BBC World Service Drafts in Ogo Ogbata to Educate on African History

by The Editor · 10 comments


BBC, Bush House

In preparation for the 50th Anniversary of Nigeria’s Independence, acclaimed author and former newspaper columnist, Ogo Ogbata, has been invited to present a history of Nigeria to the BBC World Service, The Strand, London. Mrs. Ogbata, author of ‘Egg-Larva-Pupa-Woman’ and founder of the training company, ‘Creativity and Sense Limited’, will be delivering a lunchtime seminar on the 15th of September 2010 for ‘Nigeria@50’, part of the BBC’s coverage of the 50th Nigerian Independence Day.

The 90-minute seminar will be chaired by the Head of the BBC African News and Current Affairs department, Joseph Warungu and other participants include the Nigeria High Commissioner, HE Dr. Dalhatu Sarki Tafida. Ogo, who used to write a socio-political column for The Guardian (Nigeria), will be delivering a potted history of Nigeria with focus on political history, military rule, economic progress, foreign affairs in the 50 years since the country gained it’s independence as well as future prospects.

So what does Nigerian-born Ogo Ogbata believe the future holds for African men and women? “The single greatest need on the African continent at this moment in time is effective leadership. We say that we have bad leaders and point fingers in all directions, but good leadership begins with the individual. Leaders don’t discover problems and talk about them endlessly; they create solutions which defy all odds,” she says.

Ogo is convinced that education, reflection and action are key to the continued advancement of the continent and is pressing for more bespoke leadership and entrepreneurial programmes to be delivered to schools and organisations in Africa in the coming years. She highlights several initiatives currently in place to help inspire entrepreneurialism in African countries. One of these is the 10,000 Girls Project, founded by Viola Vaughn which went on to inspire the creation of a Dragon’s Den style investment programme called Dakar Dragons.

“We are still very short of female African role models, both in society and in general literature. We need to inspire African women to strive for success and equip them with the tools they need to reach their full potential. I hope that during this year’s Nigerian Independence Day celebrations, we can address how we can develop that entrepreneurial spirit in women, not only in Africa but across the globe,” says Ogo  Ogbata.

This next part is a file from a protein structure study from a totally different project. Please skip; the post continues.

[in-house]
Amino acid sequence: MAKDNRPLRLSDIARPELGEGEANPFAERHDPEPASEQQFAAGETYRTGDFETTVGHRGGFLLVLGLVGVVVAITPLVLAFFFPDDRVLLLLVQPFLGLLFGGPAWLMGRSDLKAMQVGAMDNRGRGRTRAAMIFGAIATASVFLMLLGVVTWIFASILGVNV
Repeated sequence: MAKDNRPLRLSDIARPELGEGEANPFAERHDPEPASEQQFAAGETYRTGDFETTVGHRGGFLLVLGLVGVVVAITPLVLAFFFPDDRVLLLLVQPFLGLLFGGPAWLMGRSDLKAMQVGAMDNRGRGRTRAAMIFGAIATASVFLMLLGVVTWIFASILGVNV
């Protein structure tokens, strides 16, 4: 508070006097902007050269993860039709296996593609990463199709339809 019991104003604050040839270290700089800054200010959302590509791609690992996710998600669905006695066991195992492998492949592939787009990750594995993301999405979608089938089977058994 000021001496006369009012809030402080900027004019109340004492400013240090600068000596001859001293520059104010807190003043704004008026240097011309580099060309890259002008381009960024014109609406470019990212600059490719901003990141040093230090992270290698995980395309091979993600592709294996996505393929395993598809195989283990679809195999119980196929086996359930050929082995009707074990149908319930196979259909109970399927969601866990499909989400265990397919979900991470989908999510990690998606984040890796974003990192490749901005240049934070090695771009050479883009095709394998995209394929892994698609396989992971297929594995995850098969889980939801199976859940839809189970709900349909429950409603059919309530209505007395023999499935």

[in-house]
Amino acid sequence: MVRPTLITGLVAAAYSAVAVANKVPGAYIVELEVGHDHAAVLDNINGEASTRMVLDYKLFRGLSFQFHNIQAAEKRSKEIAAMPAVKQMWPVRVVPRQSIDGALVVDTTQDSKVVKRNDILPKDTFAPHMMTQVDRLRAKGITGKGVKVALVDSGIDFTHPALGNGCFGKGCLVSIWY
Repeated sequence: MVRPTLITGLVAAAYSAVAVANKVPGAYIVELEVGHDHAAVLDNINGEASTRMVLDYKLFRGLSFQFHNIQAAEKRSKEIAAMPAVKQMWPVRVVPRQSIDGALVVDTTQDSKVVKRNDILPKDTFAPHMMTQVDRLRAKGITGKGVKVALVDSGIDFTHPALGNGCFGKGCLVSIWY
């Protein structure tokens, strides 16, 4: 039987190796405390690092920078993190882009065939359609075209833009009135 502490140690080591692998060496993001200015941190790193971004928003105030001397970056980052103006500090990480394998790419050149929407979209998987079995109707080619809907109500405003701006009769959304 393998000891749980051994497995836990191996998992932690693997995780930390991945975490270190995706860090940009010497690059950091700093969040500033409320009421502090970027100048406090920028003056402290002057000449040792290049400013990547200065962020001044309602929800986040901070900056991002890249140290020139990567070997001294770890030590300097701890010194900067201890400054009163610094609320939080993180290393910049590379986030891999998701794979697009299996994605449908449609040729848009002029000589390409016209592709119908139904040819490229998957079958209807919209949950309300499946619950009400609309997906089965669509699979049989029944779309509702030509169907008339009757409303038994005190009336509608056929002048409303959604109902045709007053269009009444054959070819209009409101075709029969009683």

Editor’s Note:
Ogo Ogbata is a dynamic writer, speaker and consultant living in Northamptonshire, UK. She has written some influential and thought provoking books, the latest of which is her historical fiction debut, ‘Egg-Larva-Pupa-Woman’. Inspired by this novel, she is also creating a platform for the people of her homeland, Nigeria, to regroup after 50 years of independence.

Despite majoring in Computer Science, Ogo’s heart has always belonged to writing, creating stories from the tender age of four. Right after graduation she wrote a regular socio-political column for The Guardian (one of Africa’s most widely circulated newspapers) then went on to write a career and business guide titled ‘Creativity and Sense.’ Her latest is the inspiring and much praised literary novel uniquely titled ‘Egg-Larva-Pupa-Woman.’

‘Egg-Larva-Pupa-Woman’ is an inspirational account of a young girl’s journey into womanhood (as mysterious events unfold within her family) juxtaposed with the political explosions that occur as the newly born Nigerian nation concurrently evolves. Although this novel chronicles the history of Nigeria from the pre-colonial 1950s up to the end of military dictatorship in 1999, it is in essence, the story of a woman who defies great odds in order to make peace with her past and attain greatness. As Nigeria prepares to mark 50 years of independence from British rule, this novel could not be more timely.

Originally from Enugu State, Nigeria, Africa is very close to Ogo’s heart. Her humble beginnings and faith in God provides a strong foundation and gave her the confidence to write this highly ambitious first novel. When not writing books, Ogo enjoys public speaking on a range of empowering topics as well as delivering training, coaching and consulting programmes to professionals, organisations and communities keen to maximise their creativity and overall potential.

Ogo Ogbata is available for interviews during September and October. For press enquiries, interviews, article commissions or hi-res images, please contact Becky Lewis. 

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